# How to determine convexity of the set

Let $$S=\left\{(x_1,x_2)\in \mathbb{R}^2: \sqrt[4]{2x_1^4+2x_1^2x_2+x_2^2}\leq 5 \right\}\cap\left\{(x_1,x_2)\in \mathbb{R}^2: \cos(x_1)+3x_1^2+x_2\leq 5 \right\}$$

I want to determine, whether S is convex. Set $$\left\{(x_1,x_2)\in \mathbb{R}^2: \cos(x_1)+3x_1^2+x_2\leq 5 \right\}$$ is convex, by considering Hessian of $$\cos(x_1)+3x_1^2+x_2$$ and using the fact that the level set $$\left\{x: f(x)\leq \alpha \right\}$$ is convex for all $$\alpha \in \mathbb{R}$$ if $$f$$ is convex. Also, intersection of two convex sets is convex, this would mean that $$S$$ is convex provided $$\left\{(x_1,x_2)\in \mathbb{R}^2: \sqrt[4]{2x_1^4+2x_1^2x_2+x_2^2}\leq 5 \right\}$$ is a convex set. We can rewrite condition defining this set as: $$f(x_1,x_2)=x_1^4+(x_1^2+x_2)^2\leq 5^4$$ but $$f(x_1,x_2)$$ is not convex as $$2x_1^2x_2$$ is not convex. Would this imply that $$S$$ is not convex, since there are points $$(x_1,x_2)\in S$$ for example $$(0,-1)\in S$$ for which Hessian of $$f(x_1,x_2)$$ is not positive semi-definite.

If you plot the set, it's clear that it's nonconvex:

To explicitly prove that it's nonconvex, note that the points $(-3,-30), (3,-30)$ are contained in the set but their midpoint $(0,-30)$ is not. That is:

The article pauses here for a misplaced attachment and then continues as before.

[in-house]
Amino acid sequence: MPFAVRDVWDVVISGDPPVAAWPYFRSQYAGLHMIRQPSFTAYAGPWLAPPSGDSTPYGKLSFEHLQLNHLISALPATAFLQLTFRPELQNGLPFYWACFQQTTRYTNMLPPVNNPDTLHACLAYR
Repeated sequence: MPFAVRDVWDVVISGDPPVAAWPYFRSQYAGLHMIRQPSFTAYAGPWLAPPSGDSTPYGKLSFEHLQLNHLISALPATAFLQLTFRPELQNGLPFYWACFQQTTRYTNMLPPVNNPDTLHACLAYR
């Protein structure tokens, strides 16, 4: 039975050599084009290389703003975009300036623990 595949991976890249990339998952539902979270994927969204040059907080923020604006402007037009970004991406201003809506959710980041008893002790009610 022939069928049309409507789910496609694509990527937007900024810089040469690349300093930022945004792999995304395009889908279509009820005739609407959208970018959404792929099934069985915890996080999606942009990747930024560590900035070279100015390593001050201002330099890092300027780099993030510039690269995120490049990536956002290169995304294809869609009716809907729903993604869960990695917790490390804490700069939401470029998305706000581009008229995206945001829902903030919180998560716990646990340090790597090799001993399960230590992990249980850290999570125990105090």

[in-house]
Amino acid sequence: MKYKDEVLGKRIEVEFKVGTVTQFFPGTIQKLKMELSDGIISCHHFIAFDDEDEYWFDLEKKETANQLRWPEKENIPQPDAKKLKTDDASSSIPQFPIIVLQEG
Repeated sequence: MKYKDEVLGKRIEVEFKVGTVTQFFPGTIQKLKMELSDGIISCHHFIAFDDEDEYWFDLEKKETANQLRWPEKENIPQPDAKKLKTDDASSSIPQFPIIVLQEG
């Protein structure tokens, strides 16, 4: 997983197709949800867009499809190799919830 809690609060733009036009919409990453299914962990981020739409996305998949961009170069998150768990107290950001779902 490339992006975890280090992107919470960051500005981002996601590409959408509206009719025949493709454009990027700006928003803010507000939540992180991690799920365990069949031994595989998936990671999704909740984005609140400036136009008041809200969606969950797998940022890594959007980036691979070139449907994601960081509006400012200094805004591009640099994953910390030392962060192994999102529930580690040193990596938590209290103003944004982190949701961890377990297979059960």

\left.\begin{aligned}\cos(\pm 3) + 3 (\pm3)^2 - 30 &\le 5 \\ (\pm3)^4 + ((\pm3)^2 - 30)^2 &\le 5^4\end{aligned}\right\} \Rightarrow (\pm 3,-30) \in S\\ (0)^4 + ((0)^2 - 30)^2 > 5^4 \Rightarrow (0,-30) \notin S

I should point out that while your calculation does suggest that $S$ is nonconvex, it's not quite a proof for two reasons. First, while sublevel sets of convex functions are convex sets, the sublevel sets of nonconvex functions are not necessarily nonconvex sets. Second, if a set is an intersection such as $S=A \cap B$, then $B$ being nonconvex does not imply that $S$ is nonconvex, since we could have $A$ convex and $A \subset B$. As it turns out, neither of these issues matter in this particular case however.